It may seem controversial but it is not :-)
Except being a developer I also practice mentorship on and reading and writing articles of Angular and RxJS. So there was a day that you have work to do, two different mentorship debugging sessions and that means you have to switch a lot. After third such switch, my mind stuck with the headache. So now I plan not more than 2 such big activities a day. If I have work to do — not more than 1 additional mentorship session.

Another thing that can harm your internal stability— trying to read all the messengers on your smartphone. I deleted some of them and often turn on a silence mode — and the whole world’s off its axis.

6. Driving in silence

I have about 7–8h commuting per week now and being able to drive in silence is part of my mental health self-therapy. Just drive — nothing else matters.

Actually sitting at a forest with no human about and just staring in front of me in total silence helps even without driving :-))

7. Allow yourself not to know something

It was a psychological trap I stepped into: a panic that tech is evolving so fast that I have to learn more or I lost my qualification!

It caused some level of permanent anxiety until I found a good article od Dan Abramov: “Things I Don’t Know as of 2018”.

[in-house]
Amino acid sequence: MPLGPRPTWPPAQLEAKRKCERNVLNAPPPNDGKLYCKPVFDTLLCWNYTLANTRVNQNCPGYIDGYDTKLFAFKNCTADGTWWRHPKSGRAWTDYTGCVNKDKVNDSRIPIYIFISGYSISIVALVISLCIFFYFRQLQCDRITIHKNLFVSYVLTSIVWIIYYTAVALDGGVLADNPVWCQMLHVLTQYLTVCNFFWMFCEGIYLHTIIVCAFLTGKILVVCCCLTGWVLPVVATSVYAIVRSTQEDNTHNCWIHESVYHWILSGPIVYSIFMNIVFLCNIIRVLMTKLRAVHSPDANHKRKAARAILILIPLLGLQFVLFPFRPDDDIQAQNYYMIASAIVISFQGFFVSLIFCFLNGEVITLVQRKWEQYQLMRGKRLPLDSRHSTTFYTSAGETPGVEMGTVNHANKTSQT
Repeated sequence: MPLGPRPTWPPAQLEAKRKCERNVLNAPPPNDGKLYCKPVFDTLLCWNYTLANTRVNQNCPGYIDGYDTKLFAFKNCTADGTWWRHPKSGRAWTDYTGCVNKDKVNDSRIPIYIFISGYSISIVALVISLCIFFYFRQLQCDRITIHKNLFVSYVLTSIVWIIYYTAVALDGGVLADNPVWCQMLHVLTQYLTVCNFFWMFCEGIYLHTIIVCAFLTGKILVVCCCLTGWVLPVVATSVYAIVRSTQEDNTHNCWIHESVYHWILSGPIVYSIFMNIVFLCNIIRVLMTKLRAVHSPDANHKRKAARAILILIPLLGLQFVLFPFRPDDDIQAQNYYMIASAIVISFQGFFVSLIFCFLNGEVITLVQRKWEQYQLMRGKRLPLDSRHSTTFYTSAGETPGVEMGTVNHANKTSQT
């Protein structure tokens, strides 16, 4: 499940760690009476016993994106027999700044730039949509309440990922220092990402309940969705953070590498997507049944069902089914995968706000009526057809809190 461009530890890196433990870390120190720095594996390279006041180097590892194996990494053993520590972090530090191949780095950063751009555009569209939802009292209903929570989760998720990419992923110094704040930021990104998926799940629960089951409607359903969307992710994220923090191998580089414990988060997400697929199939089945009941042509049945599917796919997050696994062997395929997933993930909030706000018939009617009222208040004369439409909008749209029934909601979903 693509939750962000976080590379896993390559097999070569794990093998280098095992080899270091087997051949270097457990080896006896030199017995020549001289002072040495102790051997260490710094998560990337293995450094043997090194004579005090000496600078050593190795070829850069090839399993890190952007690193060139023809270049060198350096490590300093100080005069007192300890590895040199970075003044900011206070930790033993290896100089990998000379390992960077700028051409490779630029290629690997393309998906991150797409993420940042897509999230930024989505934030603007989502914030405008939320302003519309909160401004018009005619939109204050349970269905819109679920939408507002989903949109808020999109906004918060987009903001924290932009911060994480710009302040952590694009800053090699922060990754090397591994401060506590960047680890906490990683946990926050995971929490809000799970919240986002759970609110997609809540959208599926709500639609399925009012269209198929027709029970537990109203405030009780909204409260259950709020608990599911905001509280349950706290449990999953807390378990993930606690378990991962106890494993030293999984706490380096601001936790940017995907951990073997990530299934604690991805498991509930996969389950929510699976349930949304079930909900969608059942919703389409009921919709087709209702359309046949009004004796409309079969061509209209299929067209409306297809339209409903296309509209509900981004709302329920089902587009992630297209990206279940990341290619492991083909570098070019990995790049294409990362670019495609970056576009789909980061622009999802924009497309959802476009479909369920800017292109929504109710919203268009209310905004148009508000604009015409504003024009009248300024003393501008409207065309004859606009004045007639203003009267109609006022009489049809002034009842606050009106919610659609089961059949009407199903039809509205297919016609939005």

Spend a week with leaning nothing. See? Earth is still rotating, you still have a job. Own tech and don’t let tech own you.


8. Community is good, but don’t overestimate its meaning

One more thing I met — I found that Twitter is full of interesting people posting many interesting things about Front-end. I spend a lot of time to read all of them — but then realized that reading it starts swallowing me totally. Use community wisely — you have to work, you have to learn and if you meet problem — ask a community. Don’t spend all your time trying to read everything. Not reading makes you a pro — coding makes you a pro.

9. Be thankful

Life is good even without coding :-) Coding is an intermediary goal but not a sense of life.

Have other methods to keep your mental health in a good mental state? Share in comments!

Top comments (8)

anduser96 profile image
Andrei Gatej

I started learning Angular just a few days ago and yesterday I first delved into rxjs. It felt rough at the beginning, but once I grasped the concepts... well, it was great.

My mental health’s state highly depends on my personal achievements. That means progressing professionally, but also as a person. I know it might sound ambiguous.
I find it hard to explain now, but I feel it all comes naturally. I know when it’s time to take a little break and I know when I should go on.